Once Upon a Word

Oct 10, 2008

I’m no scholar, but I appreciate people who speak well. My dad was an eloquent speaker, gifted with the ability to frame his thoughts with well-chosen words. It’s not that he was so highly educated whereby he gained such a command of the English language. He simply valued the power of language and its importance in every day communication.

Growing up, I watched my dad engage people in conversation about any given subject, from the seemingly mundane to the hot button issues of the day, with wit and passion. He had an opinion and could clearly convey it. He wrote letters to editors and articles for newspapers about issues he wished to weigh in on, many of which I have and keep in a box of special mementos. I remember him talking back to news anchors on the TV screen when they used words incorrectly. As a young person, of course, I just thought he was odd and nit-picky, but now I understand exactly why he did that.

The other day I heard the voice behind a radio ad for a local Real Estate Agency pronounce the word realty as ree-la-tee, when the correct way to say the word is ree-uhl-tee. I found myself speaking my correction at the radio as my children eyed me curiously.

I did it again while watching television with my family as a famous political figure pronounced the word Iraq as eye-rack. I abruptly rectified the error out loud saying, “The correct way to say it is ĭ-rahk or ĭ-răk.” A more favorable observation was made shortly thereafter as I pointed out this politician’s ability to speak without packing 6 ‘ums’ into each sentence. Love that! My loved ones were not amused. Nor was a little girl I gently corrected not long ago after she said, “We was going to go…” I countered, “We were going to go, sweetie. It’s we were, not we was.”

Recently I caught myself saying a commonly used phrase that suddenly sounded strange as it left my tongue. I said, “Now that’s a ‘whole nother’ thing.” Wondering if I had misspoken, I was curious about the word “nother.” According to “The Mavens’ Word of the Day” by RandomHouse:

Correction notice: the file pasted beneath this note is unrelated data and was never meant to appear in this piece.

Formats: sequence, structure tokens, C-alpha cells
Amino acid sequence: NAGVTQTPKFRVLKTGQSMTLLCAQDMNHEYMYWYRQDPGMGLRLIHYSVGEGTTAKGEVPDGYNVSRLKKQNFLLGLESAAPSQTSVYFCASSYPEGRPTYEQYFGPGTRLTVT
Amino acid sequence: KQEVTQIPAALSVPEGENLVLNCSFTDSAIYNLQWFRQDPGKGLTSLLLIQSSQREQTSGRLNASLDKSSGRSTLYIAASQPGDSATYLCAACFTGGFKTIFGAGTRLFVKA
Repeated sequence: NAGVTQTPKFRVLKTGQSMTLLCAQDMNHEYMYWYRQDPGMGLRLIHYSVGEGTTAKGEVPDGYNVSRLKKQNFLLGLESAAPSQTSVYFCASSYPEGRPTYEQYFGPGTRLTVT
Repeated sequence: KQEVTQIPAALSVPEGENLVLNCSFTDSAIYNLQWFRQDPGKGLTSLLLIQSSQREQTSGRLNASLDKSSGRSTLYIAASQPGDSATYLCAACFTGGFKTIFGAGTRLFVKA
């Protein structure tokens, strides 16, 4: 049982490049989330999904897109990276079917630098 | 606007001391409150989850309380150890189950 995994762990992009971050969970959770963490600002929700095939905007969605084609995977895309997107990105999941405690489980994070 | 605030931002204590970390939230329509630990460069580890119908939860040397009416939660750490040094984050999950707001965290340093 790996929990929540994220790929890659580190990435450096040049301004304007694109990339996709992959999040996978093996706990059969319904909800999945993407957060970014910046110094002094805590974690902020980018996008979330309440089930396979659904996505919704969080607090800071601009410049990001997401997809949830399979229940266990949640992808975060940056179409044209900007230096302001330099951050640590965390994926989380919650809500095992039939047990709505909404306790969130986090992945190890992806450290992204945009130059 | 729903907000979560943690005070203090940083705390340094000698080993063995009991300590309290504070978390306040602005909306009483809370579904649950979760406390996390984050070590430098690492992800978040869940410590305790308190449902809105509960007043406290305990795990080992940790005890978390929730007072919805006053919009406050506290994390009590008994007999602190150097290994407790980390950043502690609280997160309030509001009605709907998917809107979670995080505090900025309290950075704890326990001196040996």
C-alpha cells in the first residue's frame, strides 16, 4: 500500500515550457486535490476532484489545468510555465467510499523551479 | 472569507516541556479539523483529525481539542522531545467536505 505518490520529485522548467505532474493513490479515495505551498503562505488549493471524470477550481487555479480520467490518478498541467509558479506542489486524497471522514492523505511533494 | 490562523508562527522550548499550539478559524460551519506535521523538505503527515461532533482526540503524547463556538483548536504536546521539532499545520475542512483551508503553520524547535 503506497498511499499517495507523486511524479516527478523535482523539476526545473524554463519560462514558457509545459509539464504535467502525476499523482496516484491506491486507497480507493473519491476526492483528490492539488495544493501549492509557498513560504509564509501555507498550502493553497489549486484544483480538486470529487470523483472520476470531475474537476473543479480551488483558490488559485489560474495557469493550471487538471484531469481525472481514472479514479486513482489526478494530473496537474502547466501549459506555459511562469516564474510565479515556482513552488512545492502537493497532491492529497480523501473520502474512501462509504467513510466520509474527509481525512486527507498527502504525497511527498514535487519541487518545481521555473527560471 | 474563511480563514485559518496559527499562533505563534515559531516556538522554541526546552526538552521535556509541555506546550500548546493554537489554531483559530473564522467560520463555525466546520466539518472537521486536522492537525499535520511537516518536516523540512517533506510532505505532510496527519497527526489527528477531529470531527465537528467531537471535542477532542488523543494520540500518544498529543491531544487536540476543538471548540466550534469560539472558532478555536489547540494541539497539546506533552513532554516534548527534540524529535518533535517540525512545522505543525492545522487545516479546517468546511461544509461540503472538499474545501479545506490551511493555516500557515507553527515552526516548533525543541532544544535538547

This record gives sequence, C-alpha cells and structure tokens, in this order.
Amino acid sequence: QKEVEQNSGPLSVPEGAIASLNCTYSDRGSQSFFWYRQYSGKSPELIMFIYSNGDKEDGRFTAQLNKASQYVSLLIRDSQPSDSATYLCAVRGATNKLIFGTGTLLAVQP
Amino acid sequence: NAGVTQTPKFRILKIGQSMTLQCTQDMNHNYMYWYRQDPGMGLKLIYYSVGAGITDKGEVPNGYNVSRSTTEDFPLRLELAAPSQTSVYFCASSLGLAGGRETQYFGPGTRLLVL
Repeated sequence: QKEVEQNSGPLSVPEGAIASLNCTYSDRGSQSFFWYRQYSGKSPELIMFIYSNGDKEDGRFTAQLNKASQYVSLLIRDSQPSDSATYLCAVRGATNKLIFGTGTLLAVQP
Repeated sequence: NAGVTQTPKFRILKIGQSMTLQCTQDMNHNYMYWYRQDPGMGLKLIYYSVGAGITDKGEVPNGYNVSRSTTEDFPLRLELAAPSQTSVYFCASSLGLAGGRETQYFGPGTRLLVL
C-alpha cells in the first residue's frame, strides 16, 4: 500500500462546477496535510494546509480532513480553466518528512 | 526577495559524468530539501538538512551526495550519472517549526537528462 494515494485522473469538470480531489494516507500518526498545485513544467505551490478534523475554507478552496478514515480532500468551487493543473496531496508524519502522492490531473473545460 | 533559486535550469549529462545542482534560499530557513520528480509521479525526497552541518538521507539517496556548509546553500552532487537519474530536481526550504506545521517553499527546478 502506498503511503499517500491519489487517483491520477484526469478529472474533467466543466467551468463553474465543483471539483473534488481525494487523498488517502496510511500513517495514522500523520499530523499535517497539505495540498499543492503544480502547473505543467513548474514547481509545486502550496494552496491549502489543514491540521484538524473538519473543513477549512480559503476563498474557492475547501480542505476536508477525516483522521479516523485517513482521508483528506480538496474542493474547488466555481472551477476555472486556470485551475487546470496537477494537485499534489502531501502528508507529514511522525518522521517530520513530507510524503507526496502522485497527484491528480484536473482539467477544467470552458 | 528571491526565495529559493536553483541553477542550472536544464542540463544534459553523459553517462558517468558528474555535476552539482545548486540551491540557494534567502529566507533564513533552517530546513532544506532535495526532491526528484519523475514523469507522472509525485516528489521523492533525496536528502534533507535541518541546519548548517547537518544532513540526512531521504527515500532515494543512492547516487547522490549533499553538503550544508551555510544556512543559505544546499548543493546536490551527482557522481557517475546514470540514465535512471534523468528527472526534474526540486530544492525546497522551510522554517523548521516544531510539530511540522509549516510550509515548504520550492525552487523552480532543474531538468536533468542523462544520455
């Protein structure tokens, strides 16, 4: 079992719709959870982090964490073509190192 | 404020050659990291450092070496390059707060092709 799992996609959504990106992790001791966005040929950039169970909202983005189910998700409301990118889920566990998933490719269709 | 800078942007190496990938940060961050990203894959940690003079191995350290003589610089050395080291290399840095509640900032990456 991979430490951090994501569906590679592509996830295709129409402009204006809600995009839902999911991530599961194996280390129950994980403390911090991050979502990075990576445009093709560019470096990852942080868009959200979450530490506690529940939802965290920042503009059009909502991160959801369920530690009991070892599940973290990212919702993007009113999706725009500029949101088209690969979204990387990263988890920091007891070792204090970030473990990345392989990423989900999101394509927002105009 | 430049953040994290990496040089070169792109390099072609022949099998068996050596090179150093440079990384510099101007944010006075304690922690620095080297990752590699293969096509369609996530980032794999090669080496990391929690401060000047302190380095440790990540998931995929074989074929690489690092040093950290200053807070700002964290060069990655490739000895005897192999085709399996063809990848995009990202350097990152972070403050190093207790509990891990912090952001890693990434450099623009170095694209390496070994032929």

The word nother, which simply means ‘other; different’, comes from a misdivision of an other or another. This type of misdivision has several parallels in English. The word newt was originally “ewte” in Middle English, but the phrase “an ewte” was changed to “a newt.” Similarly, nickname was originally “an ekename” (“eke” being an archaic word for ‘also’ that still pops up from time to time), but was misdivided as “a nekename.” In the other direction, apron was once “napron,” but “a napron” was turned into “an apron.”

I’ve turned into my dad and my kids think I’m odd and nit-picky. I share his love of the English language. Like dad, I appreciate the correct pronunciation and use of words and feel it is important to present ones thoughts and ideas as vividly as possible. Speaking eloquently shouldn’t be just an aspiration of a few. Words, either spoken or written, have the power to enlighten and inspire, igniting the imagination of their recipient. Weave them well, I say.

Having revealed all this, imagine my horror years ago when my first son came home from school with a story he’d written replete with uncorrected spelling errors. His teacher explained that this was a teaching technique called “Inventive Spelling.” I wasn’t buying it…but that’s a whole nother article.